One of the premiere tools in FreeBSD CI work is poudriere. It's a collection of shell scripts that leverage FreeBSD jails (chroot on steroids; build-in containers) and ZFS to build ports in a clean environment. You can also "cross" build for different versions of FreeBSD (e.g. on my 11-STABLE box, I can also build 10-STABLE and 12-CURRENT, although forward-compatibility to 12- can be tricky because of kernel changes). It will even truly cross build, but that's beastly slow due to QEMU (e.g. my Skylake box can just about keep up with my Pine64). And it supports multiple ports trees, so you can do builds for the official ports tree and for local experiments too.
A typical invocation of poudriere looks like this:
poudriere bulk -j 111amd64 -p github-kde -t -i -C math/freemat
That means "build packages in the
111amd64 jail, from the ports tree called
github-kde; test each port, afterwards give an interactive shell, remove and rebuild a clean version of
-C is generally only used when building something multiple times in the same environment as you refine a port. There's also a -c "rebuild the whole world" (also known as "damn, I may as well go to bed then") flag.
Poudriere will grind away at dependencies and everything, and in the end spits out a nicely colored status line; it looks like this (here, I was rebuilding octave in order to test Qt5 compatibility, and most of the dependencies were already done).
hooks in response to various events. Those events include build success, or failure (in various flavors). Using the hooks, it's easy to move the errors to a separate directory, to end up with the build logs of those things that actually failed. Tobias has done that, and we end up with a directory listing like this:
We call a listing like this fallout. Ports that fail during a poudriere run. Since the poudriere run is often a test-run for the upgrade of an important package (e.g. upgrading CMake is tested by building 2500+ packages), handling the fallout afterwards is important: we need to go through each failed port and figure out why it has failed.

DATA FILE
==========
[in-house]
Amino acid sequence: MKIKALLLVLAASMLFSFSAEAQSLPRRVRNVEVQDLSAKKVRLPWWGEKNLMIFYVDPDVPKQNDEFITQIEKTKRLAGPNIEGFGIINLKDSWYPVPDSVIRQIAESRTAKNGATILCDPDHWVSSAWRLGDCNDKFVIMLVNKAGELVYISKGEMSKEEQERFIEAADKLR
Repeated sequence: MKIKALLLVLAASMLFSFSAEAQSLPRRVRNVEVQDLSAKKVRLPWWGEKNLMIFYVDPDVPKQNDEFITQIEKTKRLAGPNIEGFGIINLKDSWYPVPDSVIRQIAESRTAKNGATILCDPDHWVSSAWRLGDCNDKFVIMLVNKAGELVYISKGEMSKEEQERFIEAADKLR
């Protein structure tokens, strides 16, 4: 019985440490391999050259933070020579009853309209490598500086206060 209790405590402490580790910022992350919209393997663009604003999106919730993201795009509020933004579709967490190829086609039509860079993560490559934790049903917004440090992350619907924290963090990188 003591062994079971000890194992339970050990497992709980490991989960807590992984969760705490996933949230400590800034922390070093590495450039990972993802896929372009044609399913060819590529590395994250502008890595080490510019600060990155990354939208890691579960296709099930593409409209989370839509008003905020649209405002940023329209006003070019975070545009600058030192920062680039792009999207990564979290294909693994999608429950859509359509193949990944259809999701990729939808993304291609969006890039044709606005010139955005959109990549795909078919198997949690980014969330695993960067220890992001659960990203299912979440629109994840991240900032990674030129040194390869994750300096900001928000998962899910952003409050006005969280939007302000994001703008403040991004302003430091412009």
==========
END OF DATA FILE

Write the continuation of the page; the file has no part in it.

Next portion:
In the screenshot above, Coin was a C++-compatibility issue; so were freeMat and ampas. Apviv is hilariously silly bad C++ code (from 2014, so only in today's context is it bad). .. and so on, and so on. Most recently, I was working from the top of the list, Tobias from the bottom, fixing actual CMake issues and optionally fixing non-CMake issues (e.g. all the dodgy C++ code). And then it struck me, we need better tool support for our very simple workflow.
What we need is a way to associate two pieces of data with each entry in that directory.
- Who has "claimed" the entry (file) to look at. This is just to prevent double efforts. It should also be possible to "unclaim" an entry.
- Tags on an entry, explaining what the problem is (e.g. "derp++", "CMake", "Upstream gone").
In a way, it's like an issues tracker, only slightly more free-form. There doesn't have to be any kind of persistence: the workflow applies to one run of poudriere and the next one is basically independent. It might be nice to have user-selectable nicknames, but the owner could be indicated as an IP address, or a hash, or a color .. perhaps the set of possible tags should persist from one incarnation to another.
Does anyone know of an existing tool that does this?